Scribe Mi (Write to Me): Requests in Non-Literary Latin Letters




Menendez, Elena

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This project examines requests in the non-literary Latin letters, preserved on parchment, tablets, and ostraca, from the 1st century BCE to the 4th century CE, in the social dimension of politeness. While every letter has a greeting and closing, it also requires a body; requests were the most common way of producing this, along with information-sharing (eg. advice, personal news). Two main factors determine politeness: the linguistic features of the formulation of the request, and how it is framed and contextualized in the broader letter. The latter is particularly affected by the fragmentary nature of the evidence. Rogo, mostly with a dependent subjunctive (with or without ut), was the most common way of expressing requests, but imperatives (including fac + subjunctive) are also common in connection with correspondence and other non-physical requests, such as making enquiries and passing along greetings. Other markers include peto, conditions, and jussive subjunctives. Requests were usually direct or framed with the need, with only letters of recommendation and from the later empire explicitly invoking the reward of gratitude to the requestee. Requests were a key component in cultivating reciprocity across distances, and their politeness strategies and implementation in surviving letters reflect that.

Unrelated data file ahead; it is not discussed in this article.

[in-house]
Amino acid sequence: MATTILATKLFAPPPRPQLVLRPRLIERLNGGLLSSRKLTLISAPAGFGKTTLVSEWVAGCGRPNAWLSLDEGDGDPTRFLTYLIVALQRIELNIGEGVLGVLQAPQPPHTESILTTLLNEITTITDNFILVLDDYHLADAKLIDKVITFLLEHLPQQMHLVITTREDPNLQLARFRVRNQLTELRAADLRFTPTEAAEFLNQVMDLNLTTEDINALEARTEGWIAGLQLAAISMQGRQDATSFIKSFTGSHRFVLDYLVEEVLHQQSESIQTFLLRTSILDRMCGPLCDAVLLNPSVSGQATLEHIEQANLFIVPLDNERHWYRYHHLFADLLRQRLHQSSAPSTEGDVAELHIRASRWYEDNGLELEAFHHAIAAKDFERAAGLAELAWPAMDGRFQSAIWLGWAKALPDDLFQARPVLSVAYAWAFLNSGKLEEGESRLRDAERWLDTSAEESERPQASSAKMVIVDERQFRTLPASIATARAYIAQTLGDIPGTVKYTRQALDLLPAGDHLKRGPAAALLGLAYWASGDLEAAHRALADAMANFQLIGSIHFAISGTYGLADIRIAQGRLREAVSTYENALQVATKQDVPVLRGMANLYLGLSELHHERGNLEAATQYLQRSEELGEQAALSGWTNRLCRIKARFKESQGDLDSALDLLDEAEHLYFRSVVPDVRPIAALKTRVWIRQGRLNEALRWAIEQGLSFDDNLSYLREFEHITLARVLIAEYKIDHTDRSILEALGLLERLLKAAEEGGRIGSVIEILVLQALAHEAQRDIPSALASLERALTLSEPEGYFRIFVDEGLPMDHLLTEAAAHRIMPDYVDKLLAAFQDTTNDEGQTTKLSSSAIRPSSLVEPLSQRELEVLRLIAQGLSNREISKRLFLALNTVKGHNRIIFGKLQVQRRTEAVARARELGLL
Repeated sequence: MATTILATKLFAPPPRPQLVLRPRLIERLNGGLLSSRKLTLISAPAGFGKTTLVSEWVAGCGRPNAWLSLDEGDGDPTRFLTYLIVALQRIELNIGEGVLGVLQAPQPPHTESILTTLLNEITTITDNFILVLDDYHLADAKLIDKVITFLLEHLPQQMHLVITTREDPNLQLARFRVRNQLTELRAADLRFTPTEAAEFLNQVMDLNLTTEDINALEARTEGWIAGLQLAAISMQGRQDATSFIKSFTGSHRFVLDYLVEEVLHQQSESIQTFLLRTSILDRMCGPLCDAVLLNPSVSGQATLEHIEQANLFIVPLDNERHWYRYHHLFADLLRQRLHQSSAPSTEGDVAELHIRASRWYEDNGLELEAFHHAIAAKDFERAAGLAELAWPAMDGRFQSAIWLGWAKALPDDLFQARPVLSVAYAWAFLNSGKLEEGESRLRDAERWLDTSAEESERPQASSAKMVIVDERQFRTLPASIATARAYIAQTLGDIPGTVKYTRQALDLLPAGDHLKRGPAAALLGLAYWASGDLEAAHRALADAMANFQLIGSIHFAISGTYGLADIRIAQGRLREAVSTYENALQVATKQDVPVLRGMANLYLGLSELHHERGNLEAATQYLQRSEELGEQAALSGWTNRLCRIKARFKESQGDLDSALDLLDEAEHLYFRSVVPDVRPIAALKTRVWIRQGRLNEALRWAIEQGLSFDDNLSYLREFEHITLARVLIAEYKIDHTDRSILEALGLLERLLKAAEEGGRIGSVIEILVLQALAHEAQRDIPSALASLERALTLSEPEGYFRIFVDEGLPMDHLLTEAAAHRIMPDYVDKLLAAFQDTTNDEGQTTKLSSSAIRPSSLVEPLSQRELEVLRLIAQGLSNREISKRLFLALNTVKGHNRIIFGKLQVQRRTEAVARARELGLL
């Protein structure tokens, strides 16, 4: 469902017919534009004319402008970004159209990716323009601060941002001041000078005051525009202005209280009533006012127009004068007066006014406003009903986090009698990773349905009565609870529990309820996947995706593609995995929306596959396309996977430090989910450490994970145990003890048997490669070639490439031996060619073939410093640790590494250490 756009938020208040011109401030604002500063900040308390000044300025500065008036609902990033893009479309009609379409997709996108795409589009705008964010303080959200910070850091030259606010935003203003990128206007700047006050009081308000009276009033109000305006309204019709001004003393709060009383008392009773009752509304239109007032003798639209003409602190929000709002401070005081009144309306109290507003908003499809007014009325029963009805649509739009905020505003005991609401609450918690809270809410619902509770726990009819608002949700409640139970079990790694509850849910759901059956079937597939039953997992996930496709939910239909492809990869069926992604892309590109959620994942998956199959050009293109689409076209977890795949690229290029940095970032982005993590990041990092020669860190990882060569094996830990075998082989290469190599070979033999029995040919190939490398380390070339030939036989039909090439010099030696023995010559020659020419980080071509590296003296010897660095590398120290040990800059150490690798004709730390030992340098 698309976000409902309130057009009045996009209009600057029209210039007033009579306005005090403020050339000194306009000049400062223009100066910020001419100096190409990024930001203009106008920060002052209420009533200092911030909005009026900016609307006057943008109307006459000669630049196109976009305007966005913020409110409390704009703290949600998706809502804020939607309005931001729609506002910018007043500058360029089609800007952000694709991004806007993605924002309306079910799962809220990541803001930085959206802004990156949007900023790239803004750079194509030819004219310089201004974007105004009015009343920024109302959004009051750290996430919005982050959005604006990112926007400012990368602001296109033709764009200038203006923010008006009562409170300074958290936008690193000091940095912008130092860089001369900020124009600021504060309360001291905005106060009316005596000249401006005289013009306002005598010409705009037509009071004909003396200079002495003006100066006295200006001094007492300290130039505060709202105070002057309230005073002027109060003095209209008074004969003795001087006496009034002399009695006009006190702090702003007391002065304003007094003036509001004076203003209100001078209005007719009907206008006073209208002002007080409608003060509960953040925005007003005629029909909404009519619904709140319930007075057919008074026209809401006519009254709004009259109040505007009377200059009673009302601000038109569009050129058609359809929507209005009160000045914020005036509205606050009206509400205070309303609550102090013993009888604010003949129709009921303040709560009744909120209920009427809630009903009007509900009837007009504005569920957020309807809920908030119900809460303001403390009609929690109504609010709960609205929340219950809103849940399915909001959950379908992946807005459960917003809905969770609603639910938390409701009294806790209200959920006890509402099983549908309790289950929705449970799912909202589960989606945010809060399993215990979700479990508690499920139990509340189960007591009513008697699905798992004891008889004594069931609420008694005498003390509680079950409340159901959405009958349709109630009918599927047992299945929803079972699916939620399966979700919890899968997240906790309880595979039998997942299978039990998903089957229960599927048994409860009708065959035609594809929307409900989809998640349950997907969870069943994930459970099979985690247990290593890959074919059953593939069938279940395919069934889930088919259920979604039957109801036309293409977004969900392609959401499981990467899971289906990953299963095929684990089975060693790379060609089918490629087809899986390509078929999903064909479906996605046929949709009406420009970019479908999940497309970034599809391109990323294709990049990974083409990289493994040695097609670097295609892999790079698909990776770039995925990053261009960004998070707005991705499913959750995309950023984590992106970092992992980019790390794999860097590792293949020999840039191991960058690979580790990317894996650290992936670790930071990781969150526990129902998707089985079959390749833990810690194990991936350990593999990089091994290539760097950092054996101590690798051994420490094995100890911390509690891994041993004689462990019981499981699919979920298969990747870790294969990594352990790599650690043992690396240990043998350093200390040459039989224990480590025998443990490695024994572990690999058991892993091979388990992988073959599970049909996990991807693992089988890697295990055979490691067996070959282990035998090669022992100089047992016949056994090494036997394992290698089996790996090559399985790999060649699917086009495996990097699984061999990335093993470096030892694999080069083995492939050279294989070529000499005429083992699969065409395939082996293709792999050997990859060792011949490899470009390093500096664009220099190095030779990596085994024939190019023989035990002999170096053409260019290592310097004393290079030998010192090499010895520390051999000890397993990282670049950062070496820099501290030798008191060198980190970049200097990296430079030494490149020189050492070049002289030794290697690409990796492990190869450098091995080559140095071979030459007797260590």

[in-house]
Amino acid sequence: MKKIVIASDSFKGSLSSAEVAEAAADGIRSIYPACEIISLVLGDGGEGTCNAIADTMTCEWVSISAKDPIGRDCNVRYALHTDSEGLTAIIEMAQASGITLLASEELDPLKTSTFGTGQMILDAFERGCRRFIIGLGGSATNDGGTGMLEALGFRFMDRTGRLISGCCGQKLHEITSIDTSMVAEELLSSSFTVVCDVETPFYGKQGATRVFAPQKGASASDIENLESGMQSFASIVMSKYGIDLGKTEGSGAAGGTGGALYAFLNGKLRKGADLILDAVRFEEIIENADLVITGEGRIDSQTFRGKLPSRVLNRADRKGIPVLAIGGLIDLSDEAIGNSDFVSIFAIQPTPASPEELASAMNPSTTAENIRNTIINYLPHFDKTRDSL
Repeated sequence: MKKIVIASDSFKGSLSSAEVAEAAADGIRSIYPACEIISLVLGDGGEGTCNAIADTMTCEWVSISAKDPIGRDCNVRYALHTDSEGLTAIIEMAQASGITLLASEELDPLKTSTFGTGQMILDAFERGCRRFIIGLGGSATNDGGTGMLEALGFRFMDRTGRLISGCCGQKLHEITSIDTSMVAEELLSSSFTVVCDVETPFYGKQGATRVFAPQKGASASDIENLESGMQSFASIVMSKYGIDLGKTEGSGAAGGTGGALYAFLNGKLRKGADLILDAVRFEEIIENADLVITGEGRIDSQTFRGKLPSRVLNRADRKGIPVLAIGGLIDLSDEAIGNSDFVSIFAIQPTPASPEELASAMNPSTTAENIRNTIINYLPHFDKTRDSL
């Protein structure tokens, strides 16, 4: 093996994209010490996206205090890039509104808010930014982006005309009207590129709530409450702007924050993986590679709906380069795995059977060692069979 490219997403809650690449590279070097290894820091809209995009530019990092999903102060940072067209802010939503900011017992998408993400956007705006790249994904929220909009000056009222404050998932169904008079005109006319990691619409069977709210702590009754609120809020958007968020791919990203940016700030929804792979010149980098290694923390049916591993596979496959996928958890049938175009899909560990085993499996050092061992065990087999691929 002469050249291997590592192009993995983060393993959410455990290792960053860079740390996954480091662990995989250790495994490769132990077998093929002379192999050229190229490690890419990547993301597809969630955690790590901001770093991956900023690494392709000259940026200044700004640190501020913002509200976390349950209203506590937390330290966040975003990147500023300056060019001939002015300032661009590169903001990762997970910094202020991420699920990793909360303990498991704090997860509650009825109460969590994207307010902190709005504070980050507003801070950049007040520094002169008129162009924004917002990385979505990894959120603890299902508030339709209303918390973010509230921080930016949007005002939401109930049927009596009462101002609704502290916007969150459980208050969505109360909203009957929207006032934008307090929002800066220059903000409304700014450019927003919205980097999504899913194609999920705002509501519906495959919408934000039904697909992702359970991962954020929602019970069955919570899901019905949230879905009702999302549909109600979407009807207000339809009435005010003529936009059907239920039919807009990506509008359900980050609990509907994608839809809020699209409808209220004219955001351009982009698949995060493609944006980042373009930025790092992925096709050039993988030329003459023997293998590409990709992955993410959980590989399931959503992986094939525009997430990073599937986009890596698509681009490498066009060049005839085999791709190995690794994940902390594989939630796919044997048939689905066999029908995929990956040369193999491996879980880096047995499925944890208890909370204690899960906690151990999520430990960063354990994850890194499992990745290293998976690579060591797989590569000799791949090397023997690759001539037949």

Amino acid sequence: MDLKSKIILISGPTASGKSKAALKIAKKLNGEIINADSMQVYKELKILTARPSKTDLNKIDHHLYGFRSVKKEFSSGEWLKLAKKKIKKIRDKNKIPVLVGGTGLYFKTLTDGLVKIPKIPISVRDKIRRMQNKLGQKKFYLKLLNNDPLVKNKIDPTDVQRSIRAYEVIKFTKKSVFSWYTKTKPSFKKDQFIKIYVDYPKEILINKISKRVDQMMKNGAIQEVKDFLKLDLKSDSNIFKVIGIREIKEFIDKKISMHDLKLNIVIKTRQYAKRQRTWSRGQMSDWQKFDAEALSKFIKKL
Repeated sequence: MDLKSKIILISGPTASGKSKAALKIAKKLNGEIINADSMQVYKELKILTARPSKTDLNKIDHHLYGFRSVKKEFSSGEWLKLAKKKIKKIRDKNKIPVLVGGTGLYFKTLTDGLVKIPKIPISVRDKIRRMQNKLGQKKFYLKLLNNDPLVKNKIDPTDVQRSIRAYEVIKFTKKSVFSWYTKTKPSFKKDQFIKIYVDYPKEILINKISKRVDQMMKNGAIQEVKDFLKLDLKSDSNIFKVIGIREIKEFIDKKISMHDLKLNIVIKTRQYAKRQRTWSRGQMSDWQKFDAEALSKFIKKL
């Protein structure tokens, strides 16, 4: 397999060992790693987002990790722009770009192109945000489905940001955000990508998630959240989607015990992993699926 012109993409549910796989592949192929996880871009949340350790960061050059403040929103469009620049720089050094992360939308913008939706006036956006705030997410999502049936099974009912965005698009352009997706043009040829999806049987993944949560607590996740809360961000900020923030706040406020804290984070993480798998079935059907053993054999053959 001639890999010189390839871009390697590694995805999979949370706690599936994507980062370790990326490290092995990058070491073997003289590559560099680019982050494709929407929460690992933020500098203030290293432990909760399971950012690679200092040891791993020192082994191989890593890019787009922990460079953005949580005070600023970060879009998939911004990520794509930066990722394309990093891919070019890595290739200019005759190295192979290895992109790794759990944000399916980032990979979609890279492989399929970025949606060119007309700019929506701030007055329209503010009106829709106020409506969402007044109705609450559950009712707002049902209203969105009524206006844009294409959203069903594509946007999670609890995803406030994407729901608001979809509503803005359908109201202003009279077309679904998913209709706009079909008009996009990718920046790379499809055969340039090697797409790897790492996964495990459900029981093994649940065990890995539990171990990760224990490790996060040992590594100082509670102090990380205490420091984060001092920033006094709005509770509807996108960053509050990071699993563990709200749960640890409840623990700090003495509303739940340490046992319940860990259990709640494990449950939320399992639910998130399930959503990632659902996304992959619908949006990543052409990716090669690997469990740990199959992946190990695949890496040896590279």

politeness, requests, non-literary Latin, letters